Understanding Risk Attitudes in two Dimensions: An Experimental Analysis
Despite extensive studies, the nature of risk attitudes remains a vigorously discussed question in economics and psychology. In expected utility theory, attitudes towards risk originate from changes in marginal utility. Cumulative prospect theory (CPT) adds an additional dimension: the weighting of probabilities. By examining both dimensions, we strive to gain more insight on the relation between the curvature of utility function and probability weighting, and on possible relations to cognitive limitations. Our findings from a controlled laboratory experiment suggest that the two dimensions capture quite different characteristics. Though, most individuals exhibit concave utility and convex probability weighting, the two dimensions show no significant correlation. In addition, only probability weighting, not the curvature of utility function, is correlated with educational background and decision time, which suggests its relation to cognitive limitations.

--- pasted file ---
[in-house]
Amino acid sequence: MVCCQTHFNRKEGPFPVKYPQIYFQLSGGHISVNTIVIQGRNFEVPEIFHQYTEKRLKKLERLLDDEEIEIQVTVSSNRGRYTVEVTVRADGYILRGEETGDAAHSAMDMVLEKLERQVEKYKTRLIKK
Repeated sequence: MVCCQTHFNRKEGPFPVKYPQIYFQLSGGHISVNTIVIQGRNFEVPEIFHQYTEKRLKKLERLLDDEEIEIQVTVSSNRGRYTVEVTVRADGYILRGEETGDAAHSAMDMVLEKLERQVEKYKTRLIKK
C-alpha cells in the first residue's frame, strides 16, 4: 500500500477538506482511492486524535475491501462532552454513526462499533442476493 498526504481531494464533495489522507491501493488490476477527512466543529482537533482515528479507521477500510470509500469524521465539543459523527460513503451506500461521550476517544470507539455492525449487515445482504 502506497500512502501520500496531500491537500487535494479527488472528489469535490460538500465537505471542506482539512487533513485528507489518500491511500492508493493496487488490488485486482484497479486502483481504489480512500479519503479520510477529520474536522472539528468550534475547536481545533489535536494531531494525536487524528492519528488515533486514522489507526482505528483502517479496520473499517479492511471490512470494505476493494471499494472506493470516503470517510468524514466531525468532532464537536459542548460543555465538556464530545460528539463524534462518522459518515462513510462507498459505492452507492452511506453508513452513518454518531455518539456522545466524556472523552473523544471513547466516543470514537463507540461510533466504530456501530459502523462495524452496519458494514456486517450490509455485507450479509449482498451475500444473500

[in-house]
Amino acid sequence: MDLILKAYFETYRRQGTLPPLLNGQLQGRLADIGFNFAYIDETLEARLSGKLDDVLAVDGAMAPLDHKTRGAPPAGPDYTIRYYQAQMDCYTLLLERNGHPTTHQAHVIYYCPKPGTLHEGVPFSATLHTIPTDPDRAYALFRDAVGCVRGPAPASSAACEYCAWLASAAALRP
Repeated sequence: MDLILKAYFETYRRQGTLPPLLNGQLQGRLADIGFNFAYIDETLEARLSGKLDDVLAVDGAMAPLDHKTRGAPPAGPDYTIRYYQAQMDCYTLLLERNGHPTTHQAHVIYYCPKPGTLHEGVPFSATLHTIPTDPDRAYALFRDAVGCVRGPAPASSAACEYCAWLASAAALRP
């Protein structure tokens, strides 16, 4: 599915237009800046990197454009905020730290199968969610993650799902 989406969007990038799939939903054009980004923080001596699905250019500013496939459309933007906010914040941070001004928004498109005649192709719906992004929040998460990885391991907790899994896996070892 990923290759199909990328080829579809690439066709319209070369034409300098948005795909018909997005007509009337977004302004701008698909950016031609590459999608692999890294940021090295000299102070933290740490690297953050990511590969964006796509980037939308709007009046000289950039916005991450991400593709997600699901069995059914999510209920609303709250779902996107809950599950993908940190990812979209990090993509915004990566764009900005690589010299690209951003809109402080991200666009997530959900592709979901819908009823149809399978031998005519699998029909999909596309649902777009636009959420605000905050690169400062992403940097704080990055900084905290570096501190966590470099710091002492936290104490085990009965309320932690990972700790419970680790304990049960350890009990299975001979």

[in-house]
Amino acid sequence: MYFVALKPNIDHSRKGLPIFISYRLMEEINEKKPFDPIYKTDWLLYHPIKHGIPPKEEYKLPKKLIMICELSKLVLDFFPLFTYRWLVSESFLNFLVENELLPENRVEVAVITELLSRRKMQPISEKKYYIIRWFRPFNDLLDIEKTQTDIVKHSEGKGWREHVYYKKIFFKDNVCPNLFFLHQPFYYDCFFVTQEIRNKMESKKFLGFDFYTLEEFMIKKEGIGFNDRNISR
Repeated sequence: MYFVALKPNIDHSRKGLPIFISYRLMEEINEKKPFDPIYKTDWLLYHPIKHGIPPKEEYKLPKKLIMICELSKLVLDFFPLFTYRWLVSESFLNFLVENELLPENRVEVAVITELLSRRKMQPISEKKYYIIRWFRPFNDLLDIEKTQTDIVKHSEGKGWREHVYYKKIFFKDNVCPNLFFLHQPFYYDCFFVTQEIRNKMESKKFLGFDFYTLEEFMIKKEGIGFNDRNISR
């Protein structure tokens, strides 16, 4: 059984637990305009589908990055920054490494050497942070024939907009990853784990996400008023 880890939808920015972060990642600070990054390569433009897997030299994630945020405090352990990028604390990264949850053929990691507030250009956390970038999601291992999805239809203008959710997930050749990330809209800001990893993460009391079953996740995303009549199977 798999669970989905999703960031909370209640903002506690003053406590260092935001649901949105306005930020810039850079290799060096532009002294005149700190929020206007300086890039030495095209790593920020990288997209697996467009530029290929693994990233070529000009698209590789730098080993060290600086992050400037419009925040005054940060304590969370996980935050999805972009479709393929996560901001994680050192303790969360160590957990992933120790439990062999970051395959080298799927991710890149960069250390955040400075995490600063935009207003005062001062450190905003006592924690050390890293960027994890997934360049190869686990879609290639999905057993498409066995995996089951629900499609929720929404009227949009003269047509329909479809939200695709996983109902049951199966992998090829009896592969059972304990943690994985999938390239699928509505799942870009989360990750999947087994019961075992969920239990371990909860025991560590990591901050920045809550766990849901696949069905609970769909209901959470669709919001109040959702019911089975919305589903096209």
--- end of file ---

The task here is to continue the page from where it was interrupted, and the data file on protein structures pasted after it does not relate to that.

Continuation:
|Date of creation:||May 2009|
|Date of revision:|
|Contact details of provider:|| Postal: |
Web page: http://www.uibk.ac.at/fakultaeten/volkswirtschaft_und_statistik/index.html.enEmail:
More information through EDIRC
When requesting a correction, please mention this item's handle: RePEc:inn:wpaper:2009-11. See general information about how to correct material in RePEc.
For technical questions regarding this item, or to correct its authors, title, abstract, bibliographic or download information, contact: (Janette Walde)
If references are entirely missing, you can add them using this form.